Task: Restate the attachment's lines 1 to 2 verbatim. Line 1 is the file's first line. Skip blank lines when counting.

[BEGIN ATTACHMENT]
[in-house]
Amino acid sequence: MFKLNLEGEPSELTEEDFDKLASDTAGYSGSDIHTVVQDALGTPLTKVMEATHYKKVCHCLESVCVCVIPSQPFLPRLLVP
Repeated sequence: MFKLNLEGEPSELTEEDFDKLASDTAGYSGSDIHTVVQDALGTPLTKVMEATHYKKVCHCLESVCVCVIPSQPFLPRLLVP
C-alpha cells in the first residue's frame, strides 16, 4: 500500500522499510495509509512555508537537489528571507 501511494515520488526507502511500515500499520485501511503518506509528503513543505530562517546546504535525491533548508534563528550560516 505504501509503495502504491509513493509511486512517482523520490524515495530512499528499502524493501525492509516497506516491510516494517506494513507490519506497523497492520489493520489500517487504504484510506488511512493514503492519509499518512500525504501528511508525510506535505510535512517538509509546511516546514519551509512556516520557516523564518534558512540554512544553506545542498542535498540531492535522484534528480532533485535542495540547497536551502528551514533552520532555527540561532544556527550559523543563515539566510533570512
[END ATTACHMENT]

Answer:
[in-house]
Amino acid sequence: MFKLNLEGEPSELTEEDFDKLASDTAGYSGSDIHTVVQDALGTPLTKVMEATHYKKVCHCLESVCVCVIPSQPFLPRLLVP